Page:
Ontario Nurses’ Association Calls for the Province to Adopt the Precautionary Principle as Quebec Takes Action
February 11, 2021
TORONTO, February 11, 2021 – The Ontario Nurses’ Association (ONA) is repeating its call for the province to immediately mandate that all registered nurses, nurse practitioners, registered practical nurses and health-care professionals don the highest level of personal protective equipment (PPE) to protect them from airborne COVID-19.
“ONA’s 68,000 front-line members – and health-care workers in general – have been put at risk of contracting COVID-19 since the beginning of this pandemic, with tragic results,” notes ONA President Vicki McKenna, RN. “One of our RNs has died, and many have been sickened, as have far too many other health-care workers who were inadequately protected while doing their best to provide care for Ontarians. ONA has been calling for Ontario to adopt the precautionary principle in protecting workers from COVID-19 for more than a year. We cannot wait any longer. Health-care workers are continuing to be put at risk.”
McKenna points to the province of Quebec, which has led the way in Canada in mandating that its nurses require airborne protection when in proximity of confirmed or possible COVID-19-infected patients. The province’s workplace safety board has recommended that, as of February 11, to adequately protect health-care workers, respirators should be worn in areas where there is a risk of exposure to SARS-CoV-2.
While the Quebec safety board cited “new scientific knowledge” for making the decision, McKenna says that airborne transmission of COVID-19 became increasingly accepted through the fall of 2020. “ONA is outraged that the Chief Medical Officer of Health and this government have yet to recognize the need to err on the side of caution and proactively mandate a higher level of PPE to protect against airborne transmission, despite the evidence and our repeated calls. Those working in our health-care system have been infected with this coronavirus at too high a rate. Is it any wonder our members are burnt-out and suffering unbearable levels of stress?”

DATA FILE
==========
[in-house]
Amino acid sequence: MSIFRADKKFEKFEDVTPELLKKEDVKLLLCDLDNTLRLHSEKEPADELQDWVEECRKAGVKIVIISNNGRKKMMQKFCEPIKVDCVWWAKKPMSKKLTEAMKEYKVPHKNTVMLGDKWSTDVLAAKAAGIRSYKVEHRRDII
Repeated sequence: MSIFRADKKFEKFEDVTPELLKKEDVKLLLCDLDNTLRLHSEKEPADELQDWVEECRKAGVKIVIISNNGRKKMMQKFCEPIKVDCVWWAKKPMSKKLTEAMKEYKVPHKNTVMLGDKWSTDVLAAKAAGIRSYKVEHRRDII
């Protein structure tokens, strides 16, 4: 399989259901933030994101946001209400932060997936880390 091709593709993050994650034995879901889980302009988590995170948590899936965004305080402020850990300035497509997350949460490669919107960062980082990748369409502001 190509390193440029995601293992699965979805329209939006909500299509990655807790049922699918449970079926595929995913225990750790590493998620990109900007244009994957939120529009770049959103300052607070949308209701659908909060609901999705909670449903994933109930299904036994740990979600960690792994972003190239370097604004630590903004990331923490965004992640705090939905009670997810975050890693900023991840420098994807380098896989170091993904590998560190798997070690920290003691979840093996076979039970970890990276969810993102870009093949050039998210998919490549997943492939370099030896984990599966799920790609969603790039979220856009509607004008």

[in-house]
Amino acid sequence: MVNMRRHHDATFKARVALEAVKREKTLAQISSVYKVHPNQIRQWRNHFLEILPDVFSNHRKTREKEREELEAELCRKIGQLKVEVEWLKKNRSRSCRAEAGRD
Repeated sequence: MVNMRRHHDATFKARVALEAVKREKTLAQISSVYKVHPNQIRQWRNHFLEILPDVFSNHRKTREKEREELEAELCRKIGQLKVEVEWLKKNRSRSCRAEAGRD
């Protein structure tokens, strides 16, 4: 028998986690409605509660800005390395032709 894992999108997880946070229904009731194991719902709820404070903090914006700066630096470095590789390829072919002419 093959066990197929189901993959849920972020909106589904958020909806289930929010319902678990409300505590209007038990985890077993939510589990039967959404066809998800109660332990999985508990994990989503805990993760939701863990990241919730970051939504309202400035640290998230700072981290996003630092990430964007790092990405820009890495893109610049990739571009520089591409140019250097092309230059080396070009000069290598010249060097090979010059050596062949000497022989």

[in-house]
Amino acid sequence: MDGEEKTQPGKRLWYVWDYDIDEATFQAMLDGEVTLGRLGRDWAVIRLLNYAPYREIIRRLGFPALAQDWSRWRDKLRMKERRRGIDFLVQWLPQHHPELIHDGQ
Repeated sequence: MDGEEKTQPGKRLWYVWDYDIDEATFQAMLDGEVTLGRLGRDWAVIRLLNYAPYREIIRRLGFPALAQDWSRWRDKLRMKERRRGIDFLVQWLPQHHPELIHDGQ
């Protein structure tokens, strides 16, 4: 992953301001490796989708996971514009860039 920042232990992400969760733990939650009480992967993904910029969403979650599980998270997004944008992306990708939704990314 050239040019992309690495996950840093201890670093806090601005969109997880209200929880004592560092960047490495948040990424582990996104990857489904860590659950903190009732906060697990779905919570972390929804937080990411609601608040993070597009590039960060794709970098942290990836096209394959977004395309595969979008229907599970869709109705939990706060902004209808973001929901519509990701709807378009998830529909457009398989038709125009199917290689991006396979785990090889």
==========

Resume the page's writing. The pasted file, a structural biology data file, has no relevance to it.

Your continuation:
“Ontario now lags behind the Public Health Agency of Canada and the U.S. Centers for Disease Control and Prevention in recognizing that COVID-19 can be airborne,” says McKenna. “Now we can add that Ontario is behind Quebec in the proper protection of those who have the responsibility of saving lives. It’s irresponsible and outrageous.”
ONA is the union representing 68,000 registered nurses and health-care professionals as well as more than 18,000 nursing student affiliates providing care in hospitals, long-term care facilities, public health, the community, clinics and industry.
For more information:
Sheree Bond (416) 986-8240 (cell) email@example.com